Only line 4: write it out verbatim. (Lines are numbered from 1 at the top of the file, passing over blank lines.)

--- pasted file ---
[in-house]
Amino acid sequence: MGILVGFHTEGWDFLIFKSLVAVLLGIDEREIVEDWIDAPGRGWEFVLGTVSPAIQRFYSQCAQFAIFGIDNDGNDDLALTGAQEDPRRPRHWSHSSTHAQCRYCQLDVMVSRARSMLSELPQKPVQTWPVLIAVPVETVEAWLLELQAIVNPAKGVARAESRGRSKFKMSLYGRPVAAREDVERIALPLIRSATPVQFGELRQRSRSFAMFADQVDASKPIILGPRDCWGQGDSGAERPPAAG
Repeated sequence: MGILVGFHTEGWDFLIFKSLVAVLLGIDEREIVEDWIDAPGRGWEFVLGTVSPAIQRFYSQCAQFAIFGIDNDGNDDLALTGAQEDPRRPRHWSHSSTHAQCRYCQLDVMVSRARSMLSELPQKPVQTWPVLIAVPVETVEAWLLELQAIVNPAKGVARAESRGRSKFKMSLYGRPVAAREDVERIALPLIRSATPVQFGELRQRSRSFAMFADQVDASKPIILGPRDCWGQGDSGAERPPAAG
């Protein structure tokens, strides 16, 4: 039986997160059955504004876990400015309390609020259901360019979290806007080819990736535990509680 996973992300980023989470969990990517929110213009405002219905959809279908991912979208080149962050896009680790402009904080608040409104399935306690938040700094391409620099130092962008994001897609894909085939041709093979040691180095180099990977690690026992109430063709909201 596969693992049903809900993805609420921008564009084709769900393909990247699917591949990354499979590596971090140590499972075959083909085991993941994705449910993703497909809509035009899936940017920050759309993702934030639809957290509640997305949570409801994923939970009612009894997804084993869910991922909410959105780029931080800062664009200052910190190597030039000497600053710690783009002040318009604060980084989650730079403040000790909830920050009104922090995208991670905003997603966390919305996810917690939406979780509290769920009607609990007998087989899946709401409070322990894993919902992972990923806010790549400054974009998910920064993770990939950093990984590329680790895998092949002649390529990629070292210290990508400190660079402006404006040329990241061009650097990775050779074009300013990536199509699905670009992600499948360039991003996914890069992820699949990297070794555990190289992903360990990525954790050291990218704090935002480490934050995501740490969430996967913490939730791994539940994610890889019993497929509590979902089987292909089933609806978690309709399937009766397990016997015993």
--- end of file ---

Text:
């Protein structure tokens, strides 16, 4: 039986997160059955504004876990400015309390609020259901360019979290806007080819990736535990509680 996973992300980023989470969990990517929110213009405002219905959809279908991912979208080149962050896009680790402009904080608040409104399935306690938040700094391409620099130092962008994001897609894909085939041709093979040691180095180099990977690690026992109430063709909201 596969693992049903809900993805609420921008564009084709769900393909990247699917591949990354499979590596971090140590499972075959083909085991993941994705449910993703497909809509035009899936940017920050759309993702934030639809957290509640997305949570409801994923939970009612009894997804084993869910991922909410959105780029931080800062664009200052910190190597030039000497600053710690783009002040318009604060980084989650730079403040000790909830920050009104922090995208991670905003997603966390919305996810917690939406979780509290769920009607609990007998087989899946709401409070322990894993919902992972990923806010790549400054974009998910920064993770990939950093990984590329680790895998092949002649390529990629070292210290990508400190660079402006404006040329990241061009650097990775050779074009300013990536199509699905670009992600499948360039991003996914890069992820699949990297070794555990190289992903360990990525954790050291990218704090935002480490934050995501740490969430996967913490939730791994539940994610890889019993497929509590979902089987292909089933609806978690309709399937009766397990016997015993």